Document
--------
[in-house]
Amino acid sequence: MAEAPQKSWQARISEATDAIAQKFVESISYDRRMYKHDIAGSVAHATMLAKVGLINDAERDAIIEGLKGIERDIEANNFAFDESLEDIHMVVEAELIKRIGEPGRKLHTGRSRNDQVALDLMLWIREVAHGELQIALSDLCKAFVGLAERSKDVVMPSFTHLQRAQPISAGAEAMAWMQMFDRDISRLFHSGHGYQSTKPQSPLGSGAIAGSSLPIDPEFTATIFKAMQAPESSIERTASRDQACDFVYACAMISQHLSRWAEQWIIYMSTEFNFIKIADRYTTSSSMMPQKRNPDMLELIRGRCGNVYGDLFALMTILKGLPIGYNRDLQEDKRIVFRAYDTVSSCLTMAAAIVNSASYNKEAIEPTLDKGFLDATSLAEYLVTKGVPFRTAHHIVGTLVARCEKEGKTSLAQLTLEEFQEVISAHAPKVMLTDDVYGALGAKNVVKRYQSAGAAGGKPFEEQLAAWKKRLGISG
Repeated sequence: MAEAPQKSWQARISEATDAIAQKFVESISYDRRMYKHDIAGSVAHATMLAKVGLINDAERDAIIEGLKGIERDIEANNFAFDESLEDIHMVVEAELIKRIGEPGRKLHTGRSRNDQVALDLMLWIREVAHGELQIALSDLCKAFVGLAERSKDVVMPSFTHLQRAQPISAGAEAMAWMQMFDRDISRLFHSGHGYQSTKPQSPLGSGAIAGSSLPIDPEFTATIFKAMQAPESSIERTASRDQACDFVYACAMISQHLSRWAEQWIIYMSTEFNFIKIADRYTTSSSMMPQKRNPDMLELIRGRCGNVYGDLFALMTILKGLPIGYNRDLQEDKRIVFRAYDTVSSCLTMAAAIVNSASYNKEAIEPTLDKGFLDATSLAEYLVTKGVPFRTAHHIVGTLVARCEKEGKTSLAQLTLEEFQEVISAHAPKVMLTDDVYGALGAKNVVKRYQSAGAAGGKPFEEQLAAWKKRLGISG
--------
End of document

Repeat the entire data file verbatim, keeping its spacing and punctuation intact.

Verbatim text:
[in-house]
Amino acid sequence: MAEAPQKSWQARISEATDAIAQKFVESISYDRRMYKHDIAGSVAHATMLAKVGLINDAERDAIIEGLKGIERDIEANNFAFDESLEDIHMVVEAELIKRIGEPGRKLHTGRSRNDQVALDLMLWIREVAHGELQIALSDLCKAFVGLAERSKDVVMPSFTHLQRAQPISAGAEAMAWMQMFDRDISRLFHSGHGYQSTKPQSPLGSGAIAGSSLPIDPEFTATIFKAMQAPESSIERTASRDQACDFVYACAMISQHLSRWAEQWIIYMSTEFNFIKIADRYTTSSSMMPQKRNPDMLELIRGRCGNVYGDLFALMTILKGLPIGYNRDLQEDKRIVFRAYDTVSSCLTMAAAIVNSASYNKEAIEPTLDKGFLDATSLAEYLVTKGVPFRTAHHIVGTLVARCEKEGKTSLAQLTLEEFQEVISAHAPKVMLTDDVYGALGAKNVVKRYQSAGAAGGKPFEEQLAAWKKRLGISG
Repeated sequence: MAEAPQKSWQARISEATDAIAQKFVESISYDRRMYKHDIAGSVAHATMLAKVGLINDAERDAIIEGLKGIERDIEANNFAFDESLEDIHMVVEAELIKRIGEPGRKLHTGRSRNDQVALDLMLWIREVAHGELQIALSDLCKAFVGLAERSKDVVMPSFTHLQRAQPISAGAEAMAWMQMFDRDISRLFHSGHGYQSTKPQSPLGSGAIAGSSLPIDPEFTATIFKAMQAPESSIERTASRDQACDFVYACAMISQHLSRWAEQWIIYMSTEFNFIKIADRYTTSSSMMPQKRNPDMLELIRGRCGNVYGDLFALMTILKGLPIGYNRDLQEDKRIVFRAYDTVSSCLTMAAAIVNSASYNKEAIEPTLDKGFLDATSLAEYLVTKGVPFRTAHHIVGTLVARCEKEGKTSLAQLTLEEFQEVISAHAPKVMLTDDVYGALGAKNVVKRYQSAGAAGGKPFEEQLAAWKKRLGISG